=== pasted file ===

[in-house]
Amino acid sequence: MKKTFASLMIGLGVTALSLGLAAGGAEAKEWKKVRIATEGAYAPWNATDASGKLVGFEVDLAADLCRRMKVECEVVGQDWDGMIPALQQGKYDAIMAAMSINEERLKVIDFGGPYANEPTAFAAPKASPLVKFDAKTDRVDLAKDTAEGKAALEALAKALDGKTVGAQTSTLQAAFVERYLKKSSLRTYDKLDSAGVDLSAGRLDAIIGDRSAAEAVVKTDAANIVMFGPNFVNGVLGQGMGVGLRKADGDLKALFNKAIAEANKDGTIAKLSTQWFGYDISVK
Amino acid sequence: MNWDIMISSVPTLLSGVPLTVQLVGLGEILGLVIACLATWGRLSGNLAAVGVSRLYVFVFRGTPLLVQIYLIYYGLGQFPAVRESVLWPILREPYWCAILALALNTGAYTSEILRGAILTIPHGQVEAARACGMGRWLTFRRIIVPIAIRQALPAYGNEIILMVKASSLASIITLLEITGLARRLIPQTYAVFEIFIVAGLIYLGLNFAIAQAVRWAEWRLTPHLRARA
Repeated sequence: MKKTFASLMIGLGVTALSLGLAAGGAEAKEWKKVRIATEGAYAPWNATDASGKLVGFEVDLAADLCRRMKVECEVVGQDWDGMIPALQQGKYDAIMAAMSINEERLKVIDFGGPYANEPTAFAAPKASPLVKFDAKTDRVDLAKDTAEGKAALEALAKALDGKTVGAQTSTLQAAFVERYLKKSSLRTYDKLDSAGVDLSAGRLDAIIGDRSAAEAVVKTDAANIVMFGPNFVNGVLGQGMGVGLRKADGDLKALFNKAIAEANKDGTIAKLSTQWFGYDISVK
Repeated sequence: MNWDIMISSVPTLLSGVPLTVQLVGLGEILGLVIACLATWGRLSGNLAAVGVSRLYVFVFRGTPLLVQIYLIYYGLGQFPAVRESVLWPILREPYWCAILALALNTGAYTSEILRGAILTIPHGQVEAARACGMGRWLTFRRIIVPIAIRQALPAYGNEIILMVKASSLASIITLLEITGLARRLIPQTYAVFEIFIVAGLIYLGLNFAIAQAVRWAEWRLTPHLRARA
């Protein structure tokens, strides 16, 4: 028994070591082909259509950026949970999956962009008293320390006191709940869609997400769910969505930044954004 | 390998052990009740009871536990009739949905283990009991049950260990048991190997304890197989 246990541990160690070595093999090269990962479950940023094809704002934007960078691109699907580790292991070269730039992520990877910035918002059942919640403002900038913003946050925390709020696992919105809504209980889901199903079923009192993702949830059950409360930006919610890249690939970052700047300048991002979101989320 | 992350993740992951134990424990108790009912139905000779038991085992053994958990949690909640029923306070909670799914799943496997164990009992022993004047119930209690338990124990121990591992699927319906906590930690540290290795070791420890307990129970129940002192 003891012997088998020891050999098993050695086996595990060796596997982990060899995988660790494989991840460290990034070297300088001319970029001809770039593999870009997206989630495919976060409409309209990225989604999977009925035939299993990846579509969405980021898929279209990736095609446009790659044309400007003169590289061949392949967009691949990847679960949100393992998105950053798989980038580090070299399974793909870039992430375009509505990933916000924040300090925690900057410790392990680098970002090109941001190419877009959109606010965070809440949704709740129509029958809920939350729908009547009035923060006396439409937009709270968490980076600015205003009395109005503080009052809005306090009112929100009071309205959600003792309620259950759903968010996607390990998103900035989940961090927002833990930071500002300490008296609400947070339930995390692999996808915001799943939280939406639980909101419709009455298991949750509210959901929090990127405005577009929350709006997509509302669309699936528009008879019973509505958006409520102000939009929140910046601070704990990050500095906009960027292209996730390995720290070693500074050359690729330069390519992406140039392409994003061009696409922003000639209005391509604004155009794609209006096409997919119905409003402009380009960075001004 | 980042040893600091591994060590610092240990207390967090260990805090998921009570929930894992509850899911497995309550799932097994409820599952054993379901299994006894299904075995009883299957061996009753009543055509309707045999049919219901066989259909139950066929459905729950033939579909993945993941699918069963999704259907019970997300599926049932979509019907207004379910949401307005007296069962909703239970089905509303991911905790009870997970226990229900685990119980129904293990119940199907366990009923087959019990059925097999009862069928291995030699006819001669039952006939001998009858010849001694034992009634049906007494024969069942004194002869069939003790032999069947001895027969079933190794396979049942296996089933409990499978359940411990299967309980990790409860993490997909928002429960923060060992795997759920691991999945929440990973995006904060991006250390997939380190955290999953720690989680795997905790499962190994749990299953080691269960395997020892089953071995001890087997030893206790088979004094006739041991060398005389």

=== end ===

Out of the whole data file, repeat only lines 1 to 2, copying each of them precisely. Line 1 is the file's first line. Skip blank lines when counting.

[in-house]
Amino acid sequence: MKKTFASLMIGLGVTALSLGLAAGGAEAKEWKKVRIATEGAYAPWNATDASGKLVGFEVDLAADLCRRMKVECEVVGQDWDGMIPALQQGKYDAIMAAMSINEERLKVIDFGGPYANEPTAFAAPKASPLVKFDAKTDRVDLAKDTAEGKAALEALAKALDGKTVGAQTSTLQAAFVERYLKKSSLRTYDKLDSAGVDLSAGRLDAIIGDRSAAEAVVKTDAANIVMFGPNFVNGVLGQGMGVGLRKADGDLKALFNKAIAEANKDGTIAKLSTQWFGYDISVK